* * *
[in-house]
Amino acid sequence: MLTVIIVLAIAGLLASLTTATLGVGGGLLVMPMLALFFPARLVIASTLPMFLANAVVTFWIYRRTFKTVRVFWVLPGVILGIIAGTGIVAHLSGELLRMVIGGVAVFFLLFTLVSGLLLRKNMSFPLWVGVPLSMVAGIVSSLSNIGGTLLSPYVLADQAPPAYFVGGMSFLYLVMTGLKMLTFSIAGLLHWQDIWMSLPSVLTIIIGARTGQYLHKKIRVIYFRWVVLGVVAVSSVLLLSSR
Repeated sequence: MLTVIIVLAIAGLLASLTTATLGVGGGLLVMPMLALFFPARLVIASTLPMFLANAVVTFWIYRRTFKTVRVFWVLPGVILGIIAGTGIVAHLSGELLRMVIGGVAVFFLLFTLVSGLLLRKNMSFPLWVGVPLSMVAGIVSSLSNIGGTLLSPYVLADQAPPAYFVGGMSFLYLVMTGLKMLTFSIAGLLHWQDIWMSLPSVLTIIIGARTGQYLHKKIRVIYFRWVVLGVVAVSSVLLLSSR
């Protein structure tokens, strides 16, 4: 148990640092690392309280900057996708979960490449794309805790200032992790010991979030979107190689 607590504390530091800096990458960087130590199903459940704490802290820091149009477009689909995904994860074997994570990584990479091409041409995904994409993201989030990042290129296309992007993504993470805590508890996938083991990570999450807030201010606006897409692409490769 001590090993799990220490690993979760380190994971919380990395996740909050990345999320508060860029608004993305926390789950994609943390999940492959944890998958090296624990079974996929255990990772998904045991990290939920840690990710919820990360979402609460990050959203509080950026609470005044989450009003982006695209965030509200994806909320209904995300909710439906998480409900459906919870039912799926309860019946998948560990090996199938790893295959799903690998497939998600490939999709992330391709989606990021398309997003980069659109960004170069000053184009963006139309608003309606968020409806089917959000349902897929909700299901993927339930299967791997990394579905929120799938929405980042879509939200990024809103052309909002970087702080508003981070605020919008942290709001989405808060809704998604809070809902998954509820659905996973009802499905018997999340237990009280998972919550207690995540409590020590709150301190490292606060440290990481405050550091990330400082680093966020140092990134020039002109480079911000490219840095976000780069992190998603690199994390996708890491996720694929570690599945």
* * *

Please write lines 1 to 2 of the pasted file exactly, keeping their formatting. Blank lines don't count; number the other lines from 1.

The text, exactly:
[in-house]
Amino acid sequence: MLTVIIVLAIAGLLASLTTATLGVGGGLLVMPMLALFFPARLVIASTLPMFLANAVVTFWIYRRTFKTVRVFWVLPGVILGIIAGTGIVAHLSGELLRMVIGGVAVFFLLFTLVSGLLLRKNMSFPLWVGVPLSMVAGIVSSLSNIGGTLLSPYVLADQAPPAYFVGGMSFLYLVMTGLKMLTFSIAGLLHWQDIWMSLPSVLTIIIGARTGQYLHKKIRVIYFRWVVLGVVAVSSVLLLSSR